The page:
Ports, Calum RodgerThe pamphlet is not the usual shape: it's wider and shorter than A5 so a non standard size, but not quite a square. Background is cream. There is no imagery. The title in in large thin sans serif caps about one third of the way down: the letters are well spaced. Below this there is an X symbol and an O symbol (lower case). Beneath this in fairly large lower case, and perhaps a bold font, are the words (on one line) 'by Calum Rodger'

Spam Press, 2019  £4.00

The reader as first-person gamer

By positioning the reader as a first-person gamer Rodger highlights our position of control. It’s a position we’re already aware of but here, by handing us the controls in the form of gaming symbols and imperative directions, our active role is foregrounded. The directions we take within a poem — usually a private cerebral act — are suddenly in focus.

Conversely, this focus draws attention to the limitations of our choices, framed as they are by the game designer’s/poet’s imagination, and we immediately relinquish the other paths our own imagination could have taken.

Could this be read as a wider analogy for life (isn’t every poem?), that for many of us freedom of choice is inevitably set within society’s maze of glass walls, doors, ceilings? By choosing to play with canonical poems, incumbent on their well-known interpretations or misinterpretations, Rodgers further highlights the point by effectively constructing routes for us to take through them.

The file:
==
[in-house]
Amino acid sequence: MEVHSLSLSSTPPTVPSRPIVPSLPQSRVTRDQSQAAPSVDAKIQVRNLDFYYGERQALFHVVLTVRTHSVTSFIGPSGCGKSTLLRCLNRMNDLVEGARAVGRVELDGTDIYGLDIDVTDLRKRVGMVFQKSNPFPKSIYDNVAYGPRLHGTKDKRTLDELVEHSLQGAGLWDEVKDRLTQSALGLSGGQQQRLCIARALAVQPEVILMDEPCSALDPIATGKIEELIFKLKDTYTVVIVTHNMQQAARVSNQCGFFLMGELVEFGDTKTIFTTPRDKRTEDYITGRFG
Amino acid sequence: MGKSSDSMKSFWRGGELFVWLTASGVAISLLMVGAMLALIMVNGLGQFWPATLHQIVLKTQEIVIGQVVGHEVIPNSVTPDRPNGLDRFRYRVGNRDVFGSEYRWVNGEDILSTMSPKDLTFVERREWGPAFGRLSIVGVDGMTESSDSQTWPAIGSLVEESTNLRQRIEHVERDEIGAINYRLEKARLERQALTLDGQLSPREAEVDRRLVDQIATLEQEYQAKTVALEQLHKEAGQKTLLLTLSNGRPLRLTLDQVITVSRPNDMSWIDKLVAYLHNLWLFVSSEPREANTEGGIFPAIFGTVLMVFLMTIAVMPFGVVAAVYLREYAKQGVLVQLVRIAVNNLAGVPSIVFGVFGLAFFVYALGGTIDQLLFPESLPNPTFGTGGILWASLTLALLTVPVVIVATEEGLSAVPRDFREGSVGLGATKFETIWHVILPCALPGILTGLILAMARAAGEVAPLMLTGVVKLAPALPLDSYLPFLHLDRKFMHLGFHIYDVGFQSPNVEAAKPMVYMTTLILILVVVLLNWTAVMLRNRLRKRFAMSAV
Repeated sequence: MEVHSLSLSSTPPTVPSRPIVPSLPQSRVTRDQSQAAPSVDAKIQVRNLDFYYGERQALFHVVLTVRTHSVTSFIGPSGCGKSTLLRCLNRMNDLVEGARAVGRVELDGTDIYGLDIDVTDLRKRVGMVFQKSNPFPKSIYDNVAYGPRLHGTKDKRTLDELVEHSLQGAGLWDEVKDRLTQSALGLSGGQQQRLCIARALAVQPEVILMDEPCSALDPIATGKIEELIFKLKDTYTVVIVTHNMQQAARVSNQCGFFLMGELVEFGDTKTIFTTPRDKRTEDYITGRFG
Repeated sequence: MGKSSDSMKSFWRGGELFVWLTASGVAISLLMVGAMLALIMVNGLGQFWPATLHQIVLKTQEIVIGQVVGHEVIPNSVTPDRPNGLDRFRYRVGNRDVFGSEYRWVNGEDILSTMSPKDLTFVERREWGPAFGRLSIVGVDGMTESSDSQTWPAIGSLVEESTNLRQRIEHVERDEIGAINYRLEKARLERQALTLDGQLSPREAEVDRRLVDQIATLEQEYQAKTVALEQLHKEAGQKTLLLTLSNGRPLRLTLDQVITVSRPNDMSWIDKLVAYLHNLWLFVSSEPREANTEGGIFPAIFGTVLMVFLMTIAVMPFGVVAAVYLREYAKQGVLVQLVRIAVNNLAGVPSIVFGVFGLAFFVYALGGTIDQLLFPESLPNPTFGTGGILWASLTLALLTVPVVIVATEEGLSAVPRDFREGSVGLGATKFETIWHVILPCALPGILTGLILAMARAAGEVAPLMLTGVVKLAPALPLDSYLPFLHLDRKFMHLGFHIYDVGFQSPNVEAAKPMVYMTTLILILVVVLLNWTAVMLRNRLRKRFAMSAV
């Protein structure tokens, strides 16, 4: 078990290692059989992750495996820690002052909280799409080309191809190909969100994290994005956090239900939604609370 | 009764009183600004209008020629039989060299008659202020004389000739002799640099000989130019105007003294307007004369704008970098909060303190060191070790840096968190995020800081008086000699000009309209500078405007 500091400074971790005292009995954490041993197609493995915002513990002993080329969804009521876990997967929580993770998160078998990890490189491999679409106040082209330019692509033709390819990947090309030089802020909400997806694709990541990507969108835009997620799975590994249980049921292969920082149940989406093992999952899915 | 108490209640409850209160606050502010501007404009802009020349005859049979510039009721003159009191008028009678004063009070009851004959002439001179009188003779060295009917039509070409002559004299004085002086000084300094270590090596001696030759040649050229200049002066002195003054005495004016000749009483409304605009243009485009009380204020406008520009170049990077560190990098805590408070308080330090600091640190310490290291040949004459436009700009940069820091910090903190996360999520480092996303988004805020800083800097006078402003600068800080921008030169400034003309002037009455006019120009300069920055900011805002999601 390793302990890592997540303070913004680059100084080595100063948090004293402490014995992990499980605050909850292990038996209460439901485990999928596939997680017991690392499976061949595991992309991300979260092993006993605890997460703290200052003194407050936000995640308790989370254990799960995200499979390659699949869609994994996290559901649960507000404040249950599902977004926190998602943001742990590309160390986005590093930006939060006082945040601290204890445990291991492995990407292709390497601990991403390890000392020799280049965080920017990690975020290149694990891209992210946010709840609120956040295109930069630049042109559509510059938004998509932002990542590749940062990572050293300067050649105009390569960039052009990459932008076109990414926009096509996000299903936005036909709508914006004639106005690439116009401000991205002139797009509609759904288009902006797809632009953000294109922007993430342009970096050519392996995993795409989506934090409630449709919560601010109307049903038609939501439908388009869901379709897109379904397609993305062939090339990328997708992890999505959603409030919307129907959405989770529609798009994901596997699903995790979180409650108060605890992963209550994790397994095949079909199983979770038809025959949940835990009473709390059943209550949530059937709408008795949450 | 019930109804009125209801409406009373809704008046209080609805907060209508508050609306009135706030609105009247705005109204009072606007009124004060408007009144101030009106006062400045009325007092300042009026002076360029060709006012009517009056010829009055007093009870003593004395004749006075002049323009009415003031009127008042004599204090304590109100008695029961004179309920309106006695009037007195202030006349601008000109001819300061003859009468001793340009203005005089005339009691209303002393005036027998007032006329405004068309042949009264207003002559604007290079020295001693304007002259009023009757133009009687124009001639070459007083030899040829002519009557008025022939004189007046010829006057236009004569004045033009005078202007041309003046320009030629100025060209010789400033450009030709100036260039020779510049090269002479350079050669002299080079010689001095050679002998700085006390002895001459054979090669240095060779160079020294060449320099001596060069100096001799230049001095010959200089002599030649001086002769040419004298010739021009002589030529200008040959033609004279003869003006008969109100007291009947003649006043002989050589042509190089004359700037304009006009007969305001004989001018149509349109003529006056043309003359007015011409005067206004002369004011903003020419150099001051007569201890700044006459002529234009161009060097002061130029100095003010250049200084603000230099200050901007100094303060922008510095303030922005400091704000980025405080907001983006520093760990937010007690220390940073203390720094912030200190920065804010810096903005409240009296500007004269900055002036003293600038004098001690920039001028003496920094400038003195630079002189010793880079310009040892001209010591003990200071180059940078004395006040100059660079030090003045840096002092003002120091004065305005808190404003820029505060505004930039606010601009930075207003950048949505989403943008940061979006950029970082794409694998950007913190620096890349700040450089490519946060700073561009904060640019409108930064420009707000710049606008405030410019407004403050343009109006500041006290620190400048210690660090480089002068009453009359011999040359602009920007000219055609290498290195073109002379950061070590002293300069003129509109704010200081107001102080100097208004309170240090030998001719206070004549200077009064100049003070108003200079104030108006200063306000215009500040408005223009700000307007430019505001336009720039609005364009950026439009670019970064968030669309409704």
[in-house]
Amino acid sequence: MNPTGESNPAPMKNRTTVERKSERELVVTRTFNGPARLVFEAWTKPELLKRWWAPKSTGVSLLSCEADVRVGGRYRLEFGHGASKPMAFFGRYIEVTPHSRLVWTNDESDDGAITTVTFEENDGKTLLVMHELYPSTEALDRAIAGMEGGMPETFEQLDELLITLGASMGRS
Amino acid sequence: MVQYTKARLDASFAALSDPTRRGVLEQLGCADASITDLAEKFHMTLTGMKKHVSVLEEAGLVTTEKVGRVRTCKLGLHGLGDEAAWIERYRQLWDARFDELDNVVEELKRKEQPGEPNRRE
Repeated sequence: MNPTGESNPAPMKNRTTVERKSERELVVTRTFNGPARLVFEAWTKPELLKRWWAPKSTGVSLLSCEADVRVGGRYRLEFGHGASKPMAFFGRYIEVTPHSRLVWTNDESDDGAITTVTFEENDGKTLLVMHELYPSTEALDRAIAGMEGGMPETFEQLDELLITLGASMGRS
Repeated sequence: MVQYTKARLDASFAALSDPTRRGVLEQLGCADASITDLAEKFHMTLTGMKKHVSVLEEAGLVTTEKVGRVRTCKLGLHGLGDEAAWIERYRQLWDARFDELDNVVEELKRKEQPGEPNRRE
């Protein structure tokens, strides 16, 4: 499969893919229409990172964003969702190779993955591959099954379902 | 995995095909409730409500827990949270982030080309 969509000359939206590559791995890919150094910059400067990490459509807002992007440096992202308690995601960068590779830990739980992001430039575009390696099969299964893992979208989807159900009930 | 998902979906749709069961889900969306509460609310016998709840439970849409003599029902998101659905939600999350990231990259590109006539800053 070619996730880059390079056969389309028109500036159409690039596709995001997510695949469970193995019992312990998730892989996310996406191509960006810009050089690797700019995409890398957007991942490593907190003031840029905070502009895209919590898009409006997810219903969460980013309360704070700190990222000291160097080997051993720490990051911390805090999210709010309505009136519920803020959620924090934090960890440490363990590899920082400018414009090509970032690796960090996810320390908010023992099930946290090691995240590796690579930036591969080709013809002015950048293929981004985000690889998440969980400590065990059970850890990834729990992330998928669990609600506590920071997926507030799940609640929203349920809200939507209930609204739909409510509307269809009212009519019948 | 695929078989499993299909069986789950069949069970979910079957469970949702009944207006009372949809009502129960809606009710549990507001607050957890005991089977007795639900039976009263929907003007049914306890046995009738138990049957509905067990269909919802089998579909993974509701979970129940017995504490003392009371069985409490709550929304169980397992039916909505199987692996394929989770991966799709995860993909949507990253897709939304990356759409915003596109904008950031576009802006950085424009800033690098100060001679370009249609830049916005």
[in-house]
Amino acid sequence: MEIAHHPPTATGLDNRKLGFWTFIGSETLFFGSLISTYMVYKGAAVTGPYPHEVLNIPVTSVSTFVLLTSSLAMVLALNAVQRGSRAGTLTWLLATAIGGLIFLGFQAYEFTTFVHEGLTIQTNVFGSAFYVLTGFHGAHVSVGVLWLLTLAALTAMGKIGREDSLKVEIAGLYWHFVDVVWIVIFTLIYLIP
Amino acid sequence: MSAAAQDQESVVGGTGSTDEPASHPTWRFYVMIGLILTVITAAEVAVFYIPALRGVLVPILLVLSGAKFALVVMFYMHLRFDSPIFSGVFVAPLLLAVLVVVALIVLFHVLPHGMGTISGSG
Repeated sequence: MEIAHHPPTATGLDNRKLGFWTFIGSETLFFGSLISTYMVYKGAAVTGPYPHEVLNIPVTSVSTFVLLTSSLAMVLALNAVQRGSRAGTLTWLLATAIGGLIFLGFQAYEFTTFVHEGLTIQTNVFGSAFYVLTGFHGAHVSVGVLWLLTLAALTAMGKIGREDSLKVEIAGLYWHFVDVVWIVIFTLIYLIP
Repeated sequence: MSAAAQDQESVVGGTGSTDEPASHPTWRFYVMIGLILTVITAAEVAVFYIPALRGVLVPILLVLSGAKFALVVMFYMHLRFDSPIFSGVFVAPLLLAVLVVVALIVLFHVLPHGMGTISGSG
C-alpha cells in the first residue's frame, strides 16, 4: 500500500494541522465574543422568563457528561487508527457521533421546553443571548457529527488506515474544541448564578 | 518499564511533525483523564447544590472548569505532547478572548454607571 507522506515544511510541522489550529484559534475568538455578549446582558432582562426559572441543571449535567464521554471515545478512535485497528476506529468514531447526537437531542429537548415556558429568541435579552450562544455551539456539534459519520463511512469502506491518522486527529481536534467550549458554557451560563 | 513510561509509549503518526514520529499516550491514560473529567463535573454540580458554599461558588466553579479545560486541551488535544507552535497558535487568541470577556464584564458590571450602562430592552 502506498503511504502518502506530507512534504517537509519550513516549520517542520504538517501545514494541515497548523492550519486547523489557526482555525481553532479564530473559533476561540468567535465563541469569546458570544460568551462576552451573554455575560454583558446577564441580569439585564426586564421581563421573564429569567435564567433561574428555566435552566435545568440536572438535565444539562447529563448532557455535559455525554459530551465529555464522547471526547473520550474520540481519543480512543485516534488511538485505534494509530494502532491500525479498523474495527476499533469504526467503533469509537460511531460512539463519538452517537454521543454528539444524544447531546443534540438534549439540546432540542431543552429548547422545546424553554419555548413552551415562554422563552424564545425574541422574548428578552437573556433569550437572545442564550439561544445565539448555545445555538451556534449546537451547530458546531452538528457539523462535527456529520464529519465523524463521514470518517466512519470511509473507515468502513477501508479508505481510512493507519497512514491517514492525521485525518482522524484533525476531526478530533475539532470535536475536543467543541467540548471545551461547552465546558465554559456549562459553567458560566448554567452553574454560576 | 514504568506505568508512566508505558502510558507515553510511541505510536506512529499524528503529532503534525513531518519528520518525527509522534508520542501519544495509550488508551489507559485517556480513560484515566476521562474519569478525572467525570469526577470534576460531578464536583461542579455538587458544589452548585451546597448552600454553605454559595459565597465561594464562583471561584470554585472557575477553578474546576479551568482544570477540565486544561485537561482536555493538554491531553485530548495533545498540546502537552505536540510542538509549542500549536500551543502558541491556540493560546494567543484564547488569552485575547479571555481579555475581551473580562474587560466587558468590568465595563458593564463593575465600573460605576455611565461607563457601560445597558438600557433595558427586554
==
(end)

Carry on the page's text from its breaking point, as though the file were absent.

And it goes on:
Some of the actions handed to the reader/gamer (Press/Hold/Grasp/Dilate/Rise) intensify our relationship with the poem and suggest a sensory/sexual reading, as we are invited to take part in the moment. In some ways this seems an obvious device, yet its simplicity is surprisingly effective. Taking on the role of the first person increases intimacy: we are the open-mouthed circle, the kiss of the cross. In ‘Having a Coke with Frank O’Hara’, for example, we are his date, half listening, flirting, falling for him; it perfectly captures the awkward self-awareness of the moment.

In other poems, the placing of the reader front and centre is less obvious. ‘Wave’, for example, takes the salient point of the famous Stevie Smith poem ‘Not Waving but Drowning’ and creates a simple, visually effective, concrete version. We are caught in a hypnotic wave of stanzas, swept out to sea as we flail at controls that invite us to ‘wave’ or ‘drown’.

There is much to be read into this short pamphlet with its witty, playful texts. Most constitute a distilled, self-directed masterclass in How To Read A Poem.

Vicki Husband